Patient support as NHS greenlights two new breast cancer drugs
- Life-extending drug Alpelisib targets gene that causes fast-growing tumors
- Clinical trials show that the drug can extend a person’s life by about five months.
- Trodelvy can treat a type of cancer that can’t be removed with surgery
- Health Minister Steve Barclay called him a “pioneer of innovation”.
Thousands of breast cancer patients to receive two new drugs NHS.
About 3,000 women a year will benefit from the life-extending drug alpelisib. And 650 patients with a specific type of breast cancer will have access to Trodelvy. It finally got the green light for NHS use, despite being tentatively rejected earlier this year.
Alpelisib, manufactured by Novartis, is used to target a gene that causes fast-growing tumors. John Stewart, NHS commissioning director, said it would help people with secondary breast cancer live longer.
Approximately 3,000 women a year will receive the life-extending drug Alpelisib, and 650 patients with certain types of breast cancer will have access to Trodelvy Pictured: mammography consultant
He said: “This 100th life-extending breast cancer treatment is the 100th delivered quickly to NHS patients thanks to the Anti-Cancer Drug Fund and will help people with secondary breast cancer live longer.”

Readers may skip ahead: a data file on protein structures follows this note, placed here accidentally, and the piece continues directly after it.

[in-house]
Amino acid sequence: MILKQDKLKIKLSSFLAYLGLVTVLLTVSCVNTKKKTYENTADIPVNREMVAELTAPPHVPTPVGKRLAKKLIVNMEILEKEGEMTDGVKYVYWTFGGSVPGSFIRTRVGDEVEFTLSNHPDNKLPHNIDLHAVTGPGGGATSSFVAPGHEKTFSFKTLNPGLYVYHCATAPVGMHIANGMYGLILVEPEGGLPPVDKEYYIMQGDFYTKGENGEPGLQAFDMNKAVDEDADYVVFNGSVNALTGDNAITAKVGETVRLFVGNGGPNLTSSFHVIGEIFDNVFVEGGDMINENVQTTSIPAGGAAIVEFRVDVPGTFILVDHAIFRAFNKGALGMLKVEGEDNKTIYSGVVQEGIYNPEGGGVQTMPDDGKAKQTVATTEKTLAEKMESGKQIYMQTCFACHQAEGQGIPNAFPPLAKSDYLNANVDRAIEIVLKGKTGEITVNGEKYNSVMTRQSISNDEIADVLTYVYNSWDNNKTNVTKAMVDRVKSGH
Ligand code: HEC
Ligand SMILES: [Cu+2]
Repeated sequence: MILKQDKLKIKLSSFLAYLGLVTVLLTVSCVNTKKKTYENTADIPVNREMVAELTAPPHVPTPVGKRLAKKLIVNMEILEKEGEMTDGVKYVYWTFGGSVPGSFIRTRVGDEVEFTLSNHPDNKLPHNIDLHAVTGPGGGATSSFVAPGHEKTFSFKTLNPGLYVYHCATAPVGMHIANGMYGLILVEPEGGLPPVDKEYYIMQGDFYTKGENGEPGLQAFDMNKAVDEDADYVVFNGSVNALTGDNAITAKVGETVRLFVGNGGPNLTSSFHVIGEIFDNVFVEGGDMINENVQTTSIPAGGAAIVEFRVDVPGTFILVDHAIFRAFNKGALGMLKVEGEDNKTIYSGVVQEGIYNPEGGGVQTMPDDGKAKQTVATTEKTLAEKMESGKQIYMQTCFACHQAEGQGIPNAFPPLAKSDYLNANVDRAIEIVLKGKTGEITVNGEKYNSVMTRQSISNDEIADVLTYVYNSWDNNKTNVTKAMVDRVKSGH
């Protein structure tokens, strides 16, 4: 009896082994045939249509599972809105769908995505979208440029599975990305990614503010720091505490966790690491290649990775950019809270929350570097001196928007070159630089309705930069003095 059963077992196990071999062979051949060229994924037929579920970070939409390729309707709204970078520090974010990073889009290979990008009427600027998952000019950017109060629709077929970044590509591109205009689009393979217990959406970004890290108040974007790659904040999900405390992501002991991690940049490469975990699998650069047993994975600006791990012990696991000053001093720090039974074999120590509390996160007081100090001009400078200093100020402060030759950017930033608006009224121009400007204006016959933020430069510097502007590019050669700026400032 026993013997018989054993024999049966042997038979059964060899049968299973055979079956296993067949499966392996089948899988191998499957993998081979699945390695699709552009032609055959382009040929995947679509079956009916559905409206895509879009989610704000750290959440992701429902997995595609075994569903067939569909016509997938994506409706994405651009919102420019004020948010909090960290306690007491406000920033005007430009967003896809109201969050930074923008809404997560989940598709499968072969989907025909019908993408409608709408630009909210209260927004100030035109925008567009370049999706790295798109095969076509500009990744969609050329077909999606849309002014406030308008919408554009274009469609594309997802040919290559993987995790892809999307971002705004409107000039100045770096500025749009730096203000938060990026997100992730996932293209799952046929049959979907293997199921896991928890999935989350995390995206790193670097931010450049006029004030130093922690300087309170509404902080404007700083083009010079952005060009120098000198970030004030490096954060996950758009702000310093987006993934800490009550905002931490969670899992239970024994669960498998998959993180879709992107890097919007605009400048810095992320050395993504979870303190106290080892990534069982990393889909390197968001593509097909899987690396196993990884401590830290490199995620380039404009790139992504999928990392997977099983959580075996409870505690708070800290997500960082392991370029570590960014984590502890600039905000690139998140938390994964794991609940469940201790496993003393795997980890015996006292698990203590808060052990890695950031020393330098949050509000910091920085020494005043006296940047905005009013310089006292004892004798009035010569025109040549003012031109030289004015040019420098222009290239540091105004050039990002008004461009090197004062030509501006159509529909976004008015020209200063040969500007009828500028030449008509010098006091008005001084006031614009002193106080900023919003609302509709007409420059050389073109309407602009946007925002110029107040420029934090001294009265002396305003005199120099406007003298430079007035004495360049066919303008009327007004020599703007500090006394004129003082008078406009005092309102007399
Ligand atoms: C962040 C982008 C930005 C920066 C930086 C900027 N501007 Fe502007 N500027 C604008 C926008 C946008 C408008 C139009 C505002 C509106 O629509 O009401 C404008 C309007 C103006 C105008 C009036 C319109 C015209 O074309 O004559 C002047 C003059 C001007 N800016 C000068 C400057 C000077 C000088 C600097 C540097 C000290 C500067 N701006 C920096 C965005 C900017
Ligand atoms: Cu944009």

Meanwhile, Trodelvy, also called Sacituzumab Govitecan and manufactured by Gilead Sciences, has also been approved to treat a type of cancer that cannot be removed with surgery.
The drug may help women with triple-negative untreatable secondary breast cancer who are currently being offered chemotherapy.
Triple negative breast cancer is more common in women younger than 40 and affects 15 to 20 percent of all women with the condition.
The National Institute for Health and Excellence (Nice) said that the goal of the new treatment is to target a protein on the surface of tumor cells, which ultimately leads to their death.
Clinical trials show that the drug can slow the progression of the disease by several months and prolong a person’s life by about five months compared to traditional chemotherapy.
Triple negative breast cancer affects 15 to 20 percent of all women with the condition Stock Photo: 3D digital illustration of cancer cells in the human body
Nice said the drug could be considered as a treatment option after women have already received “two or more systemic treatments.”
Baroness Delit Morgan, Executive Director of Breast Cancer Now, which campaigns to make Trodelvy available, said: “The news that Trodelvy has finally been recommended by Nice for use on the NHS in England marks an important and long-awaited milestone. for some women living with incurable triple negative secondary breast cancer.
“After a devastating pre-failure in April, this landmark decision will offer new, effective treatment for these women and, very importantly, give them hope for priceless additional months to live and do what matters most to them and their loved ones.”
Health and Human Services Minister Steve Barclay said: “We are constantly monitoring the most promising treatments. The incredible work of the Cancer Drug Foundation since 2016 has provided early access to 100 cancer treatments for more than 80,000 patients and is a pioneer of innovation.”